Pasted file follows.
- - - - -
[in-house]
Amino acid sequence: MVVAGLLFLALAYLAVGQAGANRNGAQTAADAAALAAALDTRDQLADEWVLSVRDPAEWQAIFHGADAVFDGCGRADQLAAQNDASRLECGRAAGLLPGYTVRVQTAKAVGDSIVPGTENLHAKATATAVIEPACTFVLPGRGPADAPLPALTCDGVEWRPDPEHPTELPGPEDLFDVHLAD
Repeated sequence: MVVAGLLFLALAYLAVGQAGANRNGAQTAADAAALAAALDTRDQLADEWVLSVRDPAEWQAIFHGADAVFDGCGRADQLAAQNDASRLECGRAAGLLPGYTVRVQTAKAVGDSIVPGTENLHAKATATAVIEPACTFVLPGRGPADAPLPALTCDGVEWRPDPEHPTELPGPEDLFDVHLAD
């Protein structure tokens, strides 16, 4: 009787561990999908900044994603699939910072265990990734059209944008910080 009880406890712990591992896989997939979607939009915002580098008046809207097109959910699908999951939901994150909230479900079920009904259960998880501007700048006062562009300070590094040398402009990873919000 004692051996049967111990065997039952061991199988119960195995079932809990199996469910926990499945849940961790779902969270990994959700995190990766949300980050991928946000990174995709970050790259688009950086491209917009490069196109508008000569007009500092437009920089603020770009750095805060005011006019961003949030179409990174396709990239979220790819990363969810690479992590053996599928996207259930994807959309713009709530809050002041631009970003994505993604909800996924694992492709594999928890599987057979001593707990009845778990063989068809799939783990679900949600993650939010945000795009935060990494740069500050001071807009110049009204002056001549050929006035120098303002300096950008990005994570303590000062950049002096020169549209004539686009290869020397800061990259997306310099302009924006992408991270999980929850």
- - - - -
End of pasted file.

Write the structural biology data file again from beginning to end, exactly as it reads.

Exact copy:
[in-house]
Amino acid sequence: MVVAGLLFLALAYLAVGQAGANRNGAQTAADAAALAAALDTRDQLADEWVLSVRDPAEWQAIFHGADAVFDGCGRADQLAAQNDASRLECGRAAGLLPGYTVRVQTAKAVGDSIVPGTENLHAKATATAVIEPACTFVLPGRGPADAPLPALTCDGVEWRPDPEHPTELPGPEDLFDVHLAD
Repeated sequence: MVVAGLLFLALAYLAVGQAGANRNGAQTAADAAALAAALDTRDQLADEWVLSVRDPAEWQAIFHGADAVFDGCGRADQLAAQNDASRLECGRAAGLLPGYTVRVQTAKAVGDSIVPGTENLHAKATATAVIEPACTFVLPGRGPADAPLPALTCDGVEWRPDPEHPTELPGPEDLFDVHLAD
């Protein structure tokens, strides 16, 4: 009787561990999908900044994603699939910072265990990734059209944008910080 009880406890712990591992896989997939979607939009915002580098008046809207097109959910699908999951939901994150909230479900079920009904259960998880501007700048006062562009300070590094040398402009990873919000 004692051996049967111990065997039952061991199988119960195995079932809990199996469910926990499945849940961790779902969270990994959700995190990766949300980050991928946000990174995709970050790259688009950086491209917009490069196109508008000569007009500092437009920089603020770009750095805060005011006019961003949030179409990174396709990239979220790819990363969810690479992590053996599928996207259930994807959309713009709530809050002041631009970003994505993604909800996924694992492709594999928890599987057979001593707990009845778990063989068809799939783990679900949600993650939010945000795009935060990494740069500050001071807009110049009204002056001549050929006035120098303002300096950008990005994570303590000062950049002096020169549209004539686009290869020397800061990259997306310099302009924006992408991270999980929850």